What is a funeral ceremony?

A funeral ceremony is a gathering of people for a religious or non-religious service, usually at a crematorium or place of burial but people often ask ‘What is a funeral ceremony’?

In simple terms, a funeral ceremony is a celebration of life so that a deceased person can be buried or cremated with attendees present. 

When people ask what is a funeral ceremony, whilst each and every funeral ceremony is very personal and different in each case, one of the things that is the same is that the reason for what is a funeral ceremony is to dedicate that time to the deceased person that people are there to pay their respect to.

Depending on the religious, cultural and individual beliefs of the deceased and their next of kin, what is a funeral ceremony can take many forms but is generally described as a structured way of commemorating the deceased. 

There may be more traditional ways to conduct a funeral ceremony due to the deceased’s and their family’s religious and cultural beliefs so what is a funeral ceremony can be determined by this significantly.

A less traditional funeral ceremony might be designed and crafted to be more personal, unique and it may differ greatly to those more traditional funeral ceremonies that people have attended before.

When answering the question of what is a funeral ceremony, a funeral ceremony can be religious or non-religious and can be as unique as the deceased, however, a funeral ceremony often follows the general notion that family members and close friends and associates that knew the deceased come together to celebrate the person’s life and pay their respects to them, whilst honouring their memory.

During the discussion of what is a funeral ceremony, it is often cited that it is a chance for people to come together to reflect, not only on the person who has passed away but also of themselves, their own life and how they are living it.  Funeral ceremonies often have a particular  effect on people that attend them and they present themselves as opportunities for each individual to take stock of their own life and how to change things, should they wish.

There might be a more formal approach when considering what is a funeral ceremony and it may include bible readings and hymns in a church with or without a choir, whilst a less formal funeral ceremony might have songs sung, poems read, photos or slideshows presented and laughter might be heard.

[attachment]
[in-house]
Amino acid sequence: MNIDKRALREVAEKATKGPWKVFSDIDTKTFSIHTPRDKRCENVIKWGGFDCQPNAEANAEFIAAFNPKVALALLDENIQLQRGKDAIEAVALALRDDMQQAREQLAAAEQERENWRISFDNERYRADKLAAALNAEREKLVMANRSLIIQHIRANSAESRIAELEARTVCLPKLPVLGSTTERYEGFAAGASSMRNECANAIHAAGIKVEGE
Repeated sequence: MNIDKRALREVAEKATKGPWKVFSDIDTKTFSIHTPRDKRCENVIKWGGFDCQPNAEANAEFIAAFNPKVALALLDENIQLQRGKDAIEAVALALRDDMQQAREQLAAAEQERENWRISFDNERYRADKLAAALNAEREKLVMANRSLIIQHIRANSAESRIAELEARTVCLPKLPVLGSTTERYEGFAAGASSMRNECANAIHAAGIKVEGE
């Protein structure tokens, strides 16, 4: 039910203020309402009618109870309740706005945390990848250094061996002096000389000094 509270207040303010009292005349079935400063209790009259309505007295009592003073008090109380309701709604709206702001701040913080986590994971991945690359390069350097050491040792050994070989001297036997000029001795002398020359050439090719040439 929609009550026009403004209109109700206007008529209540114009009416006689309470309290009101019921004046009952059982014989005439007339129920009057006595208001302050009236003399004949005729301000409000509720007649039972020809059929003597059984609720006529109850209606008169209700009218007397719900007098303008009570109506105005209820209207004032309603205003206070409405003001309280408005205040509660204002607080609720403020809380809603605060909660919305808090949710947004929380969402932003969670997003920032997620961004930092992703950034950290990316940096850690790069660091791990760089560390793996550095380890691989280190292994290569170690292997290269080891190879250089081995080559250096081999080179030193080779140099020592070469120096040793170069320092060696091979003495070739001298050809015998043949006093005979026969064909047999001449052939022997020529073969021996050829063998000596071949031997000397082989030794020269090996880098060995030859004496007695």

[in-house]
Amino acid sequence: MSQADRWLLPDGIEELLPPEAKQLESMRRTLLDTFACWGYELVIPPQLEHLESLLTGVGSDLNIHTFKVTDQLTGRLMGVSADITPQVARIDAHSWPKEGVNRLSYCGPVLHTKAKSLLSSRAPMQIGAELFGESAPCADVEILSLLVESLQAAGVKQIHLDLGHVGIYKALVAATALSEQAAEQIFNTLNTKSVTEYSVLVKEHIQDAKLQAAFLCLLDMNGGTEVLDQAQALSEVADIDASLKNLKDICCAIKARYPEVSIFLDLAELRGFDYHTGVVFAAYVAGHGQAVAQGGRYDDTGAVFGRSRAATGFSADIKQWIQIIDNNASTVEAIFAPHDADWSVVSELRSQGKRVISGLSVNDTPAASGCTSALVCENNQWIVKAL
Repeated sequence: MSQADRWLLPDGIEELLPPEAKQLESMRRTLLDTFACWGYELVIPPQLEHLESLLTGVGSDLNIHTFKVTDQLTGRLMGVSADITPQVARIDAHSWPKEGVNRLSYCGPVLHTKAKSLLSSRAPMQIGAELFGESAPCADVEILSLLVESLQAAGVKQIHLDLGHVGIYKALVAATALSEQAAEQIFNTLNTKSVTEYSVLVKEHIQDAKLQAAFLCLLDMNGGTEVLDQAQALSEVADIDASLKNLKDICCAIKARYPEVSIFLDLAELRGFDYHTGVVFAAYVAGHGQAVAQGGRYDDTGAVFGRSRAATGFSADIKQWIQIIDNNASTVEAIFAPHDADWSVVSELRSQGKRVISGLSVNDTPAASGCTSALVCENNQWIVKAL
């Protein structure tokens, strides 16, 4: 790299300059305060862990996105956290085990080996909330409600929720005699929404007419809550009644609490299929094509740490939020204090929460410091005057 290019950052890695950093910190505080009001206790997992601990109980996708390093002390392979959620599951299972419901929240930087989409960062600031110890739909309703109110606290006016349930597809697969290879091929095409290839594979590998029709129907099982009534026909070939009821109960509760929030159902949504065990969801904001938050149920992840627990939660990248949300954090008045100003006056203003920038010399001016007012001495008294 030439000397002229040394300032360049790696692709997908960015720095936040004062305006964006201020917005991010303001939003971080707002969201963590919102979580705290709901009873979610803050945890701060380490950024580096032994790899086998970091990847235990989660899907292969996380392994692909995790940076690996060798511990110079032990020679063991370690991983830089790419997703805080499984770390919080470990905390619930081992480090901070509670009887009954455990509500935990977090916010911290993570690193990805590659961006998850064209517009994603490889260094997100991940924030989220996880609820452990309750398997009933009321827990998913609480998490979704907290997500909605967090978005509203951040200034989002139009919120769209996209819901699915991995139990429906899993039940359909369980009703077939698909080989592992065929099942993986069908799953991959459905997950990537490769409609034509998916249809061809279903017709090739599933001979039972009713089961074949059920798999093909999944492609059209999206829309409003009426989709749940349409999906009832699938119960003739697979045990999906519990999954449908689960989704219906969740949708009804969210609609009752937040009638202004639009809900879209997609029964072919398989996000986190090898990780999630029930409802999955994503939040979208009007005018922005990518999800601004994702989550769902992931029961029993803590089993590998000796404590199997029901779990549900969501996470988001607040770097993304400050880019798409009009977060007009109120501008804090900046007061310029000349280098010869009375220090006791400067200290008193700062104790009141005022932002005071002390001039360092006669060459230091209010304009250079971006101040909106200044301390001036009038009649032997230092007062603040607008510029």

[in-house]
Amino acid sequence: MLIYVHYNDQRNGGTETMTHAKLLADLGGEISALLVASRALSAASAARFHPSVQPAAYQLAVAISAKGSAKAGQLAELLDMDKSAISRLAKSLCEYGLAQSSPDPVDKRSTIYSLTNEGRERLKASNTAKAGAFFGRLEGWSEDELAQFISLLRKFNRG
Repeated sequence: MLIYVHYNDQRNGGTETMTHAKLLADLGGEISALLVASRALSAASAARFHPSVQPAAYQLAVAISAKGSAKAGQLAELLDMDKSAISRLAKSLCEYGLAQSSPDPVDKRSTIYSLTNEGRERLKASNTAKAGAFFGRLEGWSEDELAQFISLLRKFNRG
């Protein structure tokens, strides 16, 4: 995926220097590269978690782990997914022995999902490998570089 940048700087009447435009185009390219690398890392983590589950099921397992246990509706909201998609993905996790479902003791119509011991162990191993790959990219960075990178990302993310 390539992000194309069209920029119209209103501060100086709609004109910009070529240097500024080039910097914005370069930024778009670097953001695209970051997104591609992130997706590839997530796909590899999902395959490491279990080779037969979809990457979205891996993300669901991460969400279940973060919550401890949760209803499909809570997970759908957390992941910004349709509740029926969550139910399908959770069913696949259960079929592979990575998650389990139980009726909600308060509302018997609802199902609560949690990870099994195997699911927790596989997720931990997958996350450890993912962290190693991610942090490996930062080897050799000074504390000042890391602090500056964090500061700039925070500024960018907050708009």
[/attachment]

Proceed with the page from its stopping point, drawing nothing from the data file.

Regardless of where and how, what is a funeral ceremony will differ from family to family because each person who has passed away is as unique as the funeral ceremony itself.

It should not be forgotten that when someone asks what is a funeral ceremony it includes the deceased’s committal, whether or not that is by way of a cremation or burial.  The funeral ceremony could be in a church or a crematorium, however, when considering what is a funeral ceremony, it is not complete until the committal, in whichever way that is completed, takes place.

It is often felt by people when asking what is a funeral ceremony that a funeral ceremony allows those mourning for a loved one to mark the event as the time to begin or end their mourning, whilst honouring and celebrating the deceased’s life.  It is an opportune time for people to reflect on the person that has passed away as well as how they might change how they lead their lives and consider what they have achieved in their life to date.

A funeral ceremony allows the wider community of those around the bereaved to support and comfort them in their time of grief and express their condolences.  It is a physical way to come together, support each other and openly show they care and have respect for the person that has died.

If a funeral ceremony cannot be attended by someone in person, there are now many ways in which they are able to attend, either in real time by live webcast or via a recording at a later date. 

There has been an increase in making funeral ceremonies more accessible for people that are unable to attend in person and whilst this might not fit in with more traditional beliefs of the past, it is a certain way of ensuring that anybody who wishes to feel part of the funeral ceremony of their friend or loved one can in a virtual way.

Whatever form a funeral ceremony takes, the deceased’s loved ones aim to achieve a fitting send off for their loved one and what is a funeral ceremony can help them to cope with the loss they feel and heal the pain that grief brings them.  What is a funeral ceremony can act as closure for what is likely to have been a difficult and challenging time for them and when the funeral ceremony has taken place, people often state they are glad it’s over and that they ‘can move on’.

An understanding of life and death, the meaning behind both and the reality that both are inevitable is often sought by people before, during and after a funeral ceremony so their period of mourning is satisfied and they can accept the death of the person they have known and loved.

As death is an inevitable life event, a funeral ceremony often helps people to reach closure.

The next article will be published next week, and the title will be How long after death is a funeral?